Medical center project begins Monday
Five big jobs
The expansion and renovation of Vail Valley Medical Center has myriad projects. Here’s a look at four of the major steps in the two phases of work:
• Moving the Colorado Mountain Medical clinic to a new home (already done).
• Expanding the surgical area (phase one).
• Adding to and expanding current treatment areas (phase one).
• Expanding the hospital’s emergency department and moving the hospital’s main entrance (phase two).
• Adding a new building with a rooftop helipad (phase 2).
VAIL — Work starts Monday on a $100 million expansion and renovation project at Vail Valley Medical Center. The first change most of us will see is how we get into the facility.
The first work will come on the west side of the existing facility. That means the existing parking lot will be filled with various construction vehicles and material storage. To get to the hospital now, patients — except for emergency patients — and guests will get into the facility from Vail’s South Frontage Road, roughly across the street from Vail Town Hall. According to a release from the medical center, signs will direct drivers to the new entrance, and complementary valet parking attendants and concierges will be on hand to park cars and direct people where they need to be.
One people have parked, they’ll enter the hospital from the second floor. Again, people will be on hand to help people find their way around. Since the facility has been expanded and remodeled several times over the past 50 years, those guides will be needed.
Changing the way patients get to the medical center is the first step in getting most passenger cars off of West Meadow Drive — something residents on the street have been clamoring for. Patients of Colorado Mountain Medical — the physicians’ group that leases space from the medical center — have already moved, along with the clinic, into the former bank building just off the frontage road. But the permanent move of most medical center traffic is still a few years away.
According to an email from medical center spokeswoman Emily Tamberino, the hospital’s traffic patterns won’t change permanently until the second phase of the project is well underway.
That phase, on the eastern portion of the facility, will change the medical center’s main entrance and move and expand the emergency department. When that work, which includes new parking, is complete, virtually all medical center traffic will enter the campus from South Frontage Road. Only delivery trucks will use West Meadow Drive, and those vehicles will be put into a new, covered, loading and delivery area.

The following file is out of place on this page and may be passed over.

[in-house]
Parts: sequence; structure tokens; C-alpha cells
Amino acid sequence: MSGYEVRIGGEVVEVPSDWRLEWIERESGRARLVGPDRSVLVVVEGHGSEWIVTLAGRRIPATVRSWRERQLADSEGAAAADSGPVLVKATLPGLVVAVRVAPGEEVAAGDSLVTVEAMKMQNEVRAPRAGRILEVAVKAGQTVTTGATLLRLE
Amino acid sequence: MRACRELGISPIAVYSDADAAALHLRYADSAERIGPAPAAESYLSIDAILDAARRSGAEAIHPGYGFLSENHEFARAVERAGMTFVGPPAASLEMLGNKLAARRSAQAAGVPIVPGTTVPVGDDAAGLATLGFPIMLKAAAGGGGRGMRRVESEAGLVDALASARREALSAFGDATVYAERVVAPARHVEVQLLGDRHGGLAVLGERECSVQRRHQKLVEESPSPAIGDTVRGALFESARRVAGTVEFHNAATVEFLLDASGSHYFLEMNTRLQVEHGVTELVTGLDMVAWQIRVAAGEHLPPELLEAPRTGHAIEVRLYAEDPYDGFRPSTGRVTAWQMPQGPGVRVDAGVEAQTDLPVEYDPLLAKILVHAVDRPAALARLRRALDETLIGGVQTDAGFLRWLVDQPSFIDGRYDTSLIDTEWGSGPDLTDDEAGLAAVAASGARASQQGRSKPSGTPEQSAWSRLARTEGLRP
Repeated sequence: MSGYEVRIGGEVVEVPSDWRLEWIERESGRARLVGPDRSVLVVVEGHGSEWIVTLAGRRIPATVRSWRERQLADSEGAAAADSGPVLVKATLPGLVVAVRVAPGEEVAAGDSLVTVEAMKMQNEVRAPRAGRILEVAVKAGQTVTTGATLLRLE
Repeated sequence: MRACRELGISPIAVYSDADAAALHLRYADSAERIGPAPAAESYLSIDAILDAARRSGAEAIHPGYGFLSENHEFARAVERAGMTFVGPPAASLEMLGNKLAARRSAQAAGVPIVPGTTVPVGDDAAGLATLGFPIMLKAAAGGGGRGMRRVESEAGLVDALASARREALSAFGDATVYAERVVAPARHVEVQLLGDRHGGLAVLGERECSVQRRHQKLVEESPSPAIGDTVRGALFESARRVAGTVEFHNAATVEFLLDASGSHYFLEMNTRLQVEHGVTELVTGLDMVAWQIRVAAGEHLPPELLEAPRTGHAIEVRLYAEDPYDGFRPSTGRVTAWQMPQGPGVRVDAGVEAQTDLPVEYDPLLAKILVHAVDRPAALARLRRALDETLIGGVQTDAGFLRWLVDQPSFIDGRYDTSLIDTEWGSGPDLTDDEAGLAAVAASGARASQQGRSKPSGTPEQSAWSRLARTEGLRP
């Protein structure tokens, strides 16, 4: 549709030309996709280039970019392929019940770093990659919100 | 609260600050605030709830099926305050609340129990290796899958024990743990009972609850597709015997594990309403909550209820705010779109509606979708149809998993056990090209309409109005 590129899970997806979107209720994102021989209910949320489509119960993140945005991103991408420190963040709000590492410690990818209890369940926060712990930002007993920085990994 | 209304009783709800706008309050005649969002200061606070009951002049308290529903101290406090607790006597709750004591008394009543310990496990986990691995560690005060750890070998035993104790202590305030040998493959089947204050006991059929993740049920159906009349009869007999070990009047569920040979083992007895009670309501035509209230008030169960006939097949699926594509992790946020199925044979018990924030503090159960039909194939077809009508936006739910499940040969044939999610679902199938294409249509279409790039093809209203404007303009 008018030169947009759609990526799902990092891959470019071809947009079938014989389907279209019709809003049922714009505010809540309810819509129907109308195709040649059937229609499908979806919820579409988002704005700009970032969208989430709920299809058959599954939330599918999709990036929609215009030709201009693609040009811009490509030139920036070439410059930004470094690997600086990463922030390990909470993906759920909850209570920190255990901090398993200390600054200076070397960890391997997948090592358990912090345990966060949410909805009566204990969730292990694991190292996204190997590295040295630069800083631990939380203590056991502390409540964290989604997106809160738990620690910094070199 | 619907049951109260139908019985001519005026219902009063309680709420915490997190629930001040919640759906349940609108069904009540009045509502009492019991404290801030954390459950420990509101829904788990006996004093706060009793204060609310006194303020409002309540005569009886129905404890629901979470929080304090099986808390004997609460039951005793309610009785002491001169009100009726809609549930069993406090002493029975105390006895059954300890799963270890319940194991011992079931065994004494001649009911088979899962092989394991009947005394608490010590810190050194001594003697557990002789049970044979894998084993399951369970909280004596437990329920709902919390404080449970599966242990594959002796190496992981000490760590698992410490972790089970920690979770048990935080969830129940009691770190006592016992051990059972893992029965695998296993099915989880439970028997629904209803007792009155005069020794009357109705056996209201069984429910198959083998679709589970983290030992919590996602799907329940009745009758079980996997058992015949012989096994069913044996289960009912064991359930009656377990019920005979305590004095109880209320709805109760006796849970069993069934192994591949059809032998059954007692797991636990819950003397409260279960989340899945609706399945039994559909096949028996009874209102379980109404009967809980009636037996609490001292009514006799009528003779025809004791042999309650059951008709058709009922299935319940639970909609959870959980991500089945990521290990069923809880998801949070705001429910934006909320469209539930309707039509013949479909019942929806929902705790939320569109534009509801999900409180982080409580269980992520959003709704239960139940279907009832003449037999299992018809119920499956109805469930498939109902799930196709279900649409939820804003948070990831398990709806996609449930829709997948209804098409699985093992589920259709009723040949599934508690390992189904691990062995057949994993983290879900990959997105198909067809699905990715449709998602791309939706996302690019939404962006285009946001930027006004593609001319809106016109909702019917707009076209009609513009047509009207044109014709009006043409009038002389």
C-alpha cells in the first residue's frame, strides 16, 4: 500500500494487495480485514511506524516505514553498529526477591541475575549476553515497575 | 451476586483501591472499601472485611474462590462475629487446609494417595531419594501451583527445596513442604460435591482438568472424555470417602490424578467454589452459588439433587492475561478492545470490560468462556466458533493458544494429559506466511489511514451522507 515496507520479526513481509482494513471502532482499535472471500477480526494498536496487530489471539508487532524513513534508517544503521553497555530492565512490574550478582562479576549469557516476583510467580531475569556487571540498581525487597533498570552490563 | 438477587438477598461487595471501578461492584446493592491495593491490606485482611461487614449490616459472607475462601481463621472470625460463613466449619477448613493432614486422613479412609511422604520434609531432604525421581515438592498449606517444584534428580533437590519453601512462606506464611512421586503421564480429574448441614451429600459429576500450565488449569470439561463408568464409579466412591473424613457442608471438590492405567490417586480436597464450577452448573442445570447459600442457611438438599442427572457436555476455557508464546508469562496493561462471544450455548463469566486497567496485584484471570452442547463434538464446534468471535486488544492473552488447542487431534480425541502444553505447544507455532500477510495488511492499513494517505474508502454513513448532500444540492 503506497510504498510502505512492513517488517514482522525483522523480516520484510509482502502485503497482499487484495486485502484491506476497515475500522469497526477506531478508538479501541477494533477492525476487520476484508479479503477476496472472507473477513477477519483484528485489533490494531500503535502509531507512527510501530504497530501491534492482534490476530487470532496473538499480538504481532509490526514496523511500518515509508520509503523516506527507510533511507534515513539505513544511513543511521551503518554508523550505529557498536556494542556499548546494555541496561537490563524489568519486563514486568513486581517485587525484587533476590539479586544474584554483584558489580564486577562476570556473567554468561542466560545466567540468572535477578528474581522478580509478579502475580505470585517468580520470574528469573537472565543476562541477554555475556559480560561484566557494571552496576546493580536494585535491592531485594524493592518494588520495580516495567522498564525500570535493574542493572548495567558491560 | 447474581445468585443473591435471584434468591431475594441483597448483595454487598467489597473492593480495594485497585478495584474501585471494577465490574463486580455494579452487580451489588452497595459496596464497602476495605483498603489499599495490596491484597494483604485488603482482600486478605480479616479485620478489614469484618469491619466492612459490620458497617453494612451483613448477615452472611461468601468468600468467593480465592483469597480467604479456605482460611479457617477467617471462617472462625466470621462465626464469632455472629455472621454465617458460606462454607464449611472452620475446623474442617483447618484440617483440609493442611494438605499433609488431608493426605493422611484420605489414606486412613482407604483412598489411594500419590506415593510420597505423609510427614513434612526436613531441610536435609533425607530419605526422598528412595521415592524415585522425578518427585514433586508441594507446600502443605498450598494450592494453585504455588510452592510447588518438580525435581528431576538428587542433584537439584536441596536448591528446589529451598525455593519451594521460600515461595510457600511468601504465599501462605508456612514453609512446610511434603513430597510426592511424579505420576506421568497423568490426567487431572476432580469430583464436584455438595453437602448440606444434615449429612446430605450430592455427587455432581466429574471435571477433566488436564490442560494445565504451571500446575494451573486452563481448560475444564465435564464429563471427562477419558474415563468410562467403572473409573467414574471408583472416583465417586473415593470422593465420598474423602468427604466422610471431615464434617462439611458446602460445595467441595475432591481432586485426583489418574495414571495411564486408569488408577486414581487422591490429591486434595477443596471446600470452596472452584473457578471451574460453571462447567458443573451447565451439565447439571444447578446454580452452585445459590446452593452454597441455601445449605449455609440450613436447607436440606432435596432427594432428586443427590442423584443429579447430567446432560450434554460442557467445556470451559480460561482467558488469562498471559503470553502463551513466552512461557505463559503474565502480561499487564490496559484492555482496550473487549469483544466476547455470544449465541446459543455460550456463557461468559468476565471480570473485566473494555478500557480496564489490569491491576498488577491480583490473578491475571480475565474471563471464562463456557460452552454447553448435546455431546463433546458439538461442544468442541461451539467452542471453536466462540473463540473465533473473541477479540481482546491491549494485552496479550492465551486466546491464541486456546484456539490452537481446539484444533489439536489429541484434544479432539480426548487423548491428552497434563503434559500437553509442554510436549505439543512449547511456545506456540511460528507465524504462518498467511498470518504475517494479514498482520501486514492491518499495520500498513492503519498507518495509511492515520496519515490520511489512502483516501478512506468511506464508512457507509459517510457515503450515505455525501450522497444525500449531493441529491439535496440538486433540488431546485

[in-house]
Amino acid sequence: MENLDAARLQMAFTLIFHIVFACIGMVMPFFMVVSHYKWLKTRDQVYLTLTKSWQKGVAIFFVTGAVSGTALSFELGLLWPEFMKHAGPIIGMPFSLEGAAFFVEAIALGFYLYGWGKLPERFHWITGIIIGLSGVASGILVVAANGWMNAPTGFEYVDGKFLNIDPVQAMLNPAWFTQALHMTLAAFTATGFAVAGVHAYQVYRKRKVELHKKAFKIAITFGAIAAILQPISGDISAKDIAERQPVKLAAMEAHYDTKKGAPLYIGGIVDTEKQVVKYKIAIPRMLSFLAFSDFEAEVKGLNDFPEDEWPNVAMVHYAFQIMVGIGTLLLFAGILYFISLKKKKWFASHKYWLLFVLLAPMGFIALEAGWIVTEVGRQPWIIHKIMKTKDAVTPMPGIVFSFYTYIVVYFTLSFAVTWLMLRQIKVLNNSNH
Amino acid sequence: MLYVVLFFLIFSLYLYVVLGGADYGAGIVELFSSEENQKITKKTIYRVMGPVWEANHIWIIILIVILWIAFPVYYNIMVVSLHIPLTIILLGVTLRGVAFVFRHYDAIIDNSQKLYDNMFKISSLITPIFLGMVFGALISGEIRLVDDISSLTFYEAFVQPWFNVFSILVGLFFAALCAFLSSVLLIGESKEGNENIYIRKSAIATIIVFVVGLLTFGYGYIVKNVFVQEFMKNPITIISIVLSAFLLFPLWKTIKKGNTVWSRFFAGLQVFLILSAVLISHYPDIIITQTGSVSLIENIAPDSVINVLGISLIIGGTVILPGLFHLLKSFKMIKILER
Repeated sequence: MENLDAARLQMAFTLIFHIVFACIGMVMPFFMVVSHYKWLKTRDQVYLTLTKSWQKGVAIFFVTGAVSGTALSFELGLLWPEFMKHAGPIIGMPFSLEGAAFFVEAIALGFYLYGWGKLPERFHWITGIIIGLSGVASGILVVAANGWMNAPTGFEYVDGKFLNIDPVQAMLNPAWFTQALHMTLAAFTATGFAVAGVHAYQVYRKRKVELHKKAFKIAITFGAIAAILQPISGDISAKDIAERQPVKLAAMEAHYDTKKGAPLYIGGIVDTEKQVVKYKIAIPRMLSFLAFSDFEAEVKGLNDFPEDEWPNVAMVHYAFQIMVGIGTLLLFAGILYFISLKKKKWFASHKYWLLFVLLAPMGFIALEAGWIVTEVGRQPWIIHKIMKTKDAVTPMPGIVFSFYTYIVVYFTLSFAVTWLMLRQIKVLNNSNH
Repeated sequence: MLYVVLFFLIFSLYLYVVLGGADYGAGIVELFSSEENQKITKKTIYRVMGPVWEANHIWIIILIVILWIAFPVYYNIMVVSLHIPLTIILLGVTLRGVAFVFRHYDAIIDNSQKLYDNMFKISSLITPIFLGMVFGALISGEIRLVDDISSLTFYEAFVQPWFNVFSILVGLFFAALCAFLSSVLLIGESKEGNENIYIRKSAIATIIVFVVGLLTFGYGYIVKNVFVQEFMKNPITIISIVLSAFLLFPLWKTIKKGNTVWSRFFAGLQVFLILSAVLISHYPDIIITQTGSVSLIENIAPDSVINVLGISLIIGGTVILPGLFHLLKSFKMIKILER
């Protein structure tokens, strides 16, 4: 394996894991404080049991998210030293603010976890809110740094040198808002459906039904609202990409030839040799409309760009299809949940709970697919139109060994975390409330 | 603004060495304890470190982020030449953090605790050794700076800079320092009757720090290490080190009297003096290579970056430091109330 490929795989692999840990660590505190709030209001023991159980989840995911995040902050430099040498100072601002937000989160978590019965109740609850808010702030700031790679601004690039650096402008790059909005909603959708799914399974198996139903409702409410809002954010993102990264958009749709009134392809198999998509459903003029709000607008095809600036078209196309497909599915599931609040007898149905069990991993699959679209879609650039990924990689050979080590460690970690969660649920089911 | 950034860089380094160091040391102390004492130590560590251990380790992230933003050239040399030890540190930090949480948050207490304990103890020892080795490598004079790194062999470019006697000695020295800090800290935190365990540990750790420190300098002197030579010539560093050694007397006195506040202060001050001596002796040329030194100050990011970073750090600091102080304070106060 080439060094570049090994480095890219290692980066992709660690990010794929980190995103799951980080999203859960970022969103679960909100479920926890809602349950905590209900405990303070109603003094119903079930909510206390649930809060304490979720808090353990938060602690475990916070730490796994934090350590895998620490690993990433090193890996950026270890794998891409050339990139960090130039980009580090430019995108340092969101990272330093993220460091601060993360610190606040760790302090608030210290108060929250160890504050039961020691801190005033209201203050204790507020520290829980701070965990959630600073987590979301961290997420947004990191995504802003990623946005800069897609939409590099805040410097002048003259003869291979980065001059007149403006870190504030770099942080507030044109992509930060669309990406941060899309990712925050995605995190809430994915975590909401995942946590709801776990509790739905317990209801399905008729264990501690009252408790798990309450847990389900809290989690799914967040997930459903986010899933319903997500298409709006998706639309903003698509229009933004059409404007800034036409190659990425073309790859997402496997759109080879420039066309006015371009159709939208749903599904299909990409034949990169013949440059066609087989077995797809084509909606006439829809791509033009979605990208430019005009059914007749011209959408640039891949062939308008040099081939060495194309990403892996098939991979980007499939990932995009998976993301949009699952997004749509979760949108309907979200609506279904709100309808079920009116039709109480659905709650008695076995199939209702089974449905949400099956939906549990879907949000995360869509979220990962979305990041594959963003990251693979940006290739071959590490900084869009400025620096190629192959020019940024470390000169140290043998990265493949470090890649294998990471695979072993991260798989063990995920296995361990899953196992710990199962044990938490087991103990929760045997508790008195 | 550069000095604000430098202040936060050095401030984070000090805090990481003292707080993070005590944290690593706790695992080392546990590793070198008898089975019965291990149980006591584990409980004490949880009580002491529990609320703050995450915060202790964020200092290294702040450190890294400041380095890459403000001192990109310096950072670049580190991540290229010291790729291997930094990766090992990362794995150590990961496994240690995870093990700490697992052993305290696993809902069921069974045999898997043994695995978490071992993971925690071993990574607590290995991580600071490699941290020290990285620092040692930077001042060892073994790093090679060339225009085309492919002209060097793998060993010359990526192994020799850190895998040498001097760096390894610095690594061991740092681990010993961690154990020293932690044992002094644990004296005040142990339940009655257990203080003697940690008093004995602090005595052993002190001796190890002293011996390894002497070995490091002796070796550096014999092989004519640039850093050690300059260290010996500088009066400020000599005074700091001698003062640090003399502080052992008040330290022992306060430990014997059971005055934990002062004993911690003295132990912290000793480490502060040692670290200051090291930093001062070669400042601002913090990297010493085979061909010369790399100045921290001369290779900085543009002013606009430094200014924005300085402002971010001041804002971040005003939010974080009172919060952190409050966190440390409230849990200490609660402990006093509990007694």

“Vail Valley Medical Center is committed to making accessibility and parking as easy as possible during this period of construction,” medical center president and CEO Doris Kirchner said. “The hospital and our partners, including Colorado Mountain Medical, The Steadman Clinic, Steadman Philippon Research Institute and Vail-Summit Orthopaedics will remain fully functional throughout the duration of our upgrade.”
How employees get to work will also change. While the medical center has for years run an employee-shuttle service, more and bigger vehicles will be added to those routes to further cut the number of employee vehicles coming to the Vail location.
While the hospital will remain open, a lot of changes are coming, from where people park to how all kinds of emergency vehicles transport patients into and out of the facility.
Aside from parking the second phase of the project includes a new building that will have a rooftop helipad. That building will be on the northwest corner of the medical center’s property, near the current entrance to the Evergreen Lodge. That helipad will replace the existing one, just across the street on the west side of the town of Vail’s Community Development Department offices.
The existing helipad has been used for years. But the facility sits on land controlled by the Colorado Department of Transportation. Getting a patient to and from an air ambulance also requires an ambulance ride, and South Frontage Road is closed while helicopters land and take off — an average of 73 times per year since 2009.
Medical center neighbors have been consistent in asking for a different pad location, but hospital officials say the pad will be made as safe as possible, with an on-site weather station and other features.
Vail Daily Business Editor Scott Miller can be reached at 970-748-2930, email@example.com or @scottnmiller.